Residents of Australia are used to avoiding dangerous wildlife. Now in addition to sharks, poisonous spiders, and cassowaries, Australians can include crows on their list of animals to look out for. As the Australian Broadcasting Corporation reports, incidents of hostile crows swooping over passersby are on the rise.
The behavior is common in magpies around nesting season, but it’s rarely observed in crows. Dr. Darryl Jones, a behavioral ecologist with Griffith University in South East Queensland, told ABC he believes the crows are copying the actions of their avian neighbors. "There'll be chicks in the nest, they've decided that the people walking past are a threat," he said. He’s been able to witness the phenomenon firsthand, thanks to a nest of native Australian Torresian crows located on the building where he works. He said, "Now I walk outside my own building and get attacked by the bloody crows."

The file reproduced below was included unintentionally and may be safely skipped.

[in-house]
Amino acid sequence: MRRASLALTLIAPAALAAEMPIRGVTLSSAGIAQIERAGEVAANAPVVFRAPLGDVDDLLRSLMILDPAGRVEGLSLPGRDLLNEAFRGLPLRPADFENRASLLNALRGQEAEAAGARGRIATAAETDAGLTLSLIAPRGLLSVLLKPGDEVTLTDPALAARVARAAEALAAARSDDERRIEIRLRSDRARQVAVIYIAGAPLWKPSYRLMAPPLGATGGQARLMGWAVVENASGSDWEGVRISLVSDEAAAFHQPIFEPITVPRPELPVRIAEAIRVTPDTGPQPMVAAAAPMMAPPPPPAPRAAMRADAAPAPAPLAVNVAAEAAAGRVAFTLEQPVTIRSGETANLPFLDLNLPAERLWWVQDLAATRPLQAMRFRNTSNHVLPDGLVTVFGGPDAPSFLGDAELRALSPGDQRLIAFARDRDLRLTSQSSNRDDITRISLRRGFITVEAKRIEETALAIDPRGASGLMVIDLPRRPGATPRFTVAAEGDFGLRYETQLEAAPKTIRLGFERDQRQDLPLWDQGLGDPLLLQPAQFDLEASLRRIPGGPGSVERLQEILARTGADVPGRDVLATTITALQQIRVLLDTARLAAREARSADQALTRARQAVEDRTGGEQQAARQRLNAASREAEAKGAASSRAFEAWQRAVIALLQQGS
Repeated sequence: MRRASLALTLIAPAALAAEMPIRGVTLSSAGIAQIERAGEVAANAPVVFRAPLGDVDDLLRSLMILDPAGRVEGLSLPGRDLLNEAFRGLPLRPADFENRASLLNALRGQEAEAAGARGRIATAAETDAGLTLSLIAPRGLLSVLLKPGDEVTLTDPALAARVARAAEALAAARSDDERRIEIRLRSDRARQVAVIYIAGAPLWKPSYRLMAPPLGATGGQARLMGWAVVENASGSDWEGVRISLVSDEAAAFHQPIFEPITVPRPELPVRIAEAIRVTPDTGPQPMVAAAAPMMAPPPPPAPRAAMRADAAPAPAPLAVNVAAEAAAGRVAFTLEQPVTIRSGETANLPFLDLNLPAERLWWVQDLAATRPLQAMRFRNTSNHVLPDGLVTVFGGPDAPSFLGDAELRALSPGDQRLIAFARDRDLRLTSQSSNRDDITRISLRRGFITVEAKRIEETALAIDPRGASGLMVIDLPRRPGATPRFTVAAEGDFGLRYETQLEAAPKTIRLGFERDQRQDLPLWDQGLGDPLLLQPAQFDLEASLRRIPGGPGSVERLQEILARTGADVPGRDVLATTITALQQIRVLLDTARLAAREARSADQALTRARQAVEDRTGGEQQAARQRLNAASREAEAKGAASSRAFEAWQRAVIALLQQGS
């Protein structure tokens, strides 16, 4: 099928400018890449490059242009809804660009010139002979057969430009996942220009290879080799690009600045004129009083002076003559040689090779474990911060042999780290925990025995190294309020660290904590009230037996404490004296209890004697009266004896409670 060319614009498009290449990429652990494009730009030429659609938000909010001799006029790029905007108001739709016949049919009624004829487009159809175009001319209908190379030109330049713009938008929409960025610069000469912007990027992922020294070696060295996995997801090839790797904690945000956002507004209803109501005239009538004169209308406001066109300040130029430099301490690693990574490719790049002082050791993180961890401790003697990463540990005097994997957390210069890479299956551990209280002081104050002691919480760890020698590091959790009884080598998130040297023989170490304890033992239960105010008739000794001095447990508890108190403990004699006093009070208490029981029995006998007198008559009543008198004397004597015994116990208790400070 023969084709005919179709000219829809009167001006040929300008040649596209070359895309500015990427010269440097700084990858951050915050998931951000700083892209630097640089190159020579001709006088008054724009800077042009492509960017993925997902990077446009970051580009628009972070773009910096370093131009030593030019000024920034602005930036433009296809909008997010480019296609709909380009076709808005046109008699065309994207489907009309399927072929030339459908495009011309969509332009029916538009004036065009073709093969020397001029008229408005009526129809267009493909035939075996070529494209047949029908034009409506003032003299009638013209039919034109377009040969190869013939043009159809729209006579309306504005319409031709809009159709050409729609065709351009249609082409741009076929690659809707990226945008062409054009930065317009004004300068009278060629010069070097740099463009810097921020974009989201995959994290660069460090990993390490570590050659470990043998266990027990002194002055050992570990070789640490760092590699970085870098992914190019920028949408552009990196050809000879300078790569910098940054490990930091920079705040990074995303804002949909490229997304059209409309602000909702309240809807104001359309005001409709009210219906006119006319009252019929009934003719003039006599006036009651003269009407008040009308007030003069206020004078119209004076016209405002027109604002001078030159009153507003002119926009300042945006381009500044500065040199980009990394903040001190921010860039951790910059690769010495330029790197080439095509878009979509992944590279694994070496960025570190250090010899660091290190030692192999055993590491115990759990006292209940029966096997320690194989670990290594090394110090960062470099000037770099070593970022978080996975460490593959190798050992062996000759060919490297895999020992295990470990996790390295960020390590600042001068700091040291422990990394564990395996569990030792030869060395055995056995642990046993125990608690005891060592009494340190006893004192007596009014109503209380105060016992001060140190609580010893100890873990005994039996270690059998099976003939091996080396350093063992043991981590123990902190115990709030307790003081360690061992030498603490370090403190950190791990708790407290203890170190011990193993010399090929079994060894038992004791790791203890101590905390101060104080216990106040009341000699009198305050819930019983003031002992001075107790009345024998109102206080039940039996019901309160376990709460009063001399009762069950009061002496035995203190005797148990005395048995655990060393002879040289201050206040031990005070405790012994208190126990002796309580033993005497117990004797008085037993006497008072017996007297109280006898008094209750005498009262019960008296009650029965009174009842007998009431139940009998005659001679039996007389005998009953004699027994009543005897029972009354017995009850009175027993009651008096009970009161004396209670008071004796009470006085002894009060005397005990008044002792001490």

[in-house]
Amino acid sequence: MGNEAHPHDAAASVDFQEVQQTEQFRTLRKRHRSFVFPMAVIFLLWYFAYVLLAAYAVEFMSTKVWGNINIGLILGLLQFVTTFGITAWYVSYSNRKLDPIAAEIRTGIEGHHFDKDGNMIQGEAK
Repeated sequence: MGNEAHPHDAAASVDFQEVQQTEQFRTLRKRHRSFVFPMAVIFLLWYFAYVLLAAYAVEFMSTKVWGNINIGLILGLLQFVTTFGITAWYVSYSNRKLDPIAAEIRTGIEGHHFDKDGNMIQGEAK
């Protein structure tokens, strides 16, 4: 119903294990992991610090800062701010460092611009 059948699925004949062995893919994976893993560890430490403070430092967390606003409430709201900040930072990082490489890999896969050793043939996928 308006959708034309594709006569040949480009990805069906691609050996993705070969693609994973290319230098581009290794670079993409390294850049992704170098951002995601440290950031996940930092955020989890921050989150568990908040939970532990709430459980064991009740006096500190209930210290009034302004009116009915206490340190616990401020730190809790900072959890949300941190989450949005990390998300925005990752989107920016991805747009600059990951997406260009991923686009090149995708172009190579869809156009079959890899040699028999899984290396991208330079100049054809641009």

The increased crow swooping that’s been reported throughout Gold Coast, Queensland could possibly be a result of urban development. As humans encroach on crow territory the birds become less fearful of our presence, emboldening them to attack.
Crows only spend about three weeks raising their young, so residents can look forward to the aerial onslaughts ending soon. But people shouldn't take that as an excuse to antagonize the animals while they can: Crows remember the faces of people who wronged them and enlist their friends to help them enact vengeance. So if you make yourself the target of a crow grudge now, you may end up regretting it next year.